Parenting is more about Parenting Ourselves

No matter how many moral lessons we give to our kids, their behavior will not be much different to ours.

Children at young age learn things by absorbing things from their environment. Their behavior is not determined by the preaching given to them but by what they listen and see around them.

We should try to do what we want our kids to do and not do what we do not want are kids not to do.

Therefore, parenting requires us to develop and improve ourselves more than our kids. Kids will naturally follow us..

Parenting: Owning up our Flaws in front of our Kids

Kids reflect what they see in their parents. Therefore, parenting ourselves is more important.

H owever, while we are still on our path to improving ourselves, there can be some apparent flaws in us which we do not want to pass on to our kids. In that case, I personally find it helpful to talk about my flaws with my (4 year old) daughter and how I am trying to improve. I also, tell her that its hard to get rid of a habit, therefore one should be careful not to develop a habit that is not good. So, I tell her not to adopt my bad habit while I am still trying to improve it. I talk to her about how I am dealing with my flaw, strategies I am using, the efforts I am making, my progress and my failures if any.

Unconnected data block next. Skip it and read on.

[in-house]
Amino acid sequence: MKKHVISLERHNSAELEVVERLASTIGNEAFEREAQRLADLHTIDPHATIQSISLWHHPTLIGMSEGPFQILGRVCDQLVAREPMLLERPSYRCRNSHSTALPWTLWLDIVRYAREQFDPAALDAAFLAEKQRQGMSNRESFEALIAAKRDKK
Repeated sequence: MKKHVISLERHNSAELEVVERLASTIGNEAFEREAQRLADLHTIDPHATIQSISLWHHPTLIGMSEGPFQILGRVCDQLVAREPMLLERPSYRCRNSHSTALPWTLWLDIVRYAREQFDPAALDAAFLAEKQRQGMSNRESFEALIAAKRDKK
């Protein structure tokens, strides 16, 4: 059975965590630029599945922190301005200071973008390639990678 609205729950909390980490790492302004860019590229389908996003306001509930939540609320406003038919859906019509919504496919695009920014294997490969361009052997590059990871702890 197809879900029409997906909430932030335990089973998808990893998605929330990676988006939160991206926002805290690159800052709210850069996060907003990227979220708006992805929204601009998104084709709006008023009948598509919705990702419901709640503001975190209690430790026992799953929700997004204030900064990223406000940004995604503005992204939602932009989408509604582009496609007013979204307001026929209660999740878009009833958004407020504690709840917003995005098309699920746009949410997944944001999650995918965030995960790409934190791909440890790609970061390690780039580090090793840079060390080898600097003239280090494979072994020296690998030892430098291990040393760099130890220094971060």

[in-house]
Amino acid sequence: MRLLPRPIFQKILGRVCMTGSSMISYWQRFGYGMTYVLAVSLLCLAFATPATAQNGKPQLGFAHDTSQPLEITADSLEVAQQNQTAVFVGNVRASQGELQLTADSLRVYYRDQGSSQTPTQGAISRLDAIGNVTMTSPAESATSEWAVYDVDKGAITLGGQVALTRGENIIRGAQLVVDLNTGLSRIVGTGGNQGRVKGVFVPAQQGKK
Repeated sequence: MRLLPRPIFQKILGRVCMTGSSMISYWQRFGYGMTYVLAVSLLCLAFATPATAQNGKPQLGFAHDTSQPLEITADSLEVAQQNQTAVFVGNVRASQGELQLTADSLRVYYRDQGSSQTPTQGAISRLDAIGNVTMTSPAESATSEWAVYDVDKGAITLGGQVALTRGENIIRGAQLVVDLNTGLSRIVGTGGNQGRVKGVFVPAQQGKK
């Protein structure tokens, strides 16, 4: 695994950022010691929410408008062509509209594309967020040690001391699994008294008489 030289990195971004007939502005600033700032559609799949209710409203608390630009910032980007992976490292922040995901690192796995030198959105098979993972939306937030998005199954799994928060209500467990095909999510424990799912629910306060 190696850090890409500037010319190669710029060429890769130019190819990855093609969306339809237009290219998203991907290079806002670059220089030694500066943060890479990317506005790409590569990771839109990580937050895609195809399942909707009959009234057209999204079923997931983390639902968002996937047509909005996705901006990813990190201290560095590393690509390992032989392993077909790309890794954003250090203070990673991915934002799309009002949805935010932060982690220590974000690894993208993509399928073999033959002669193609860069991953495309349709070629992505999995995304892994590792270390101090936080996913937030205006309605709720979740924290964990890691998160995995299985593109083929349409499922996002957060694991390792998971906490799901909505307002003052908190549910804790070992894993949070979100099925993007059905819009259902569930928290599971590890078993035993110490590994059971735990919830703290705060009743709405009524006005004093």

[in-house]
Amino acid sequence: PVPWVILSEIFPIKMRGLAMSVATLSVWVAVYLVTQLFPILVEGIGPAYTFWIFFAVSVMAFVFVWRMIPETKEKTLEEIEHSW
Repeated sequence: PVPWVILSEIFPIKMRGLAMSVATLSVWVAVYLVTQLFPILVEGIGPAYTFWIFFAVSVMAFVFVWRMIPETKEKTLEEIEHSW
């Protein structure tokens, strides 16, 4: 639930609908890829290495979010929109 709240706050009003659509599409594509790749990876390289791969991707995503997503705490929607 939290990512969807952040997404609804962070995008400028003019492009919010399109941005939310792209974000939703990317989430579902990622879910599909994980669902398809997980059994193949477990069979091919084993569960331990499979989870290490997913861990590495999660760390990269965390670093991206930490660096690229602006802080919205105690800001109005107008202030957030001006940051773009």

Some parents are apprehensive of this believing that kids would lose confidence in parental authority knowing that they too are flawed.

However, this is not true. In fact, this type of communication has many advantages. There is no one without flaws. The more important thing they learn is the attitude of improvement. It teaches them that if we have a flaw we can only improve if:
            • we accept it,
            • put forth efforts to improve upon it,
            • be resilient each time we fail,
            • know how to get up again after each failure,
            • know how to keep trying different ways patiently and persistently without feeling dejected*.

And of-course, as we are improving upon our flaw, they feel motivated too and put forth same amount of efforts in similar manner to improve their flaws.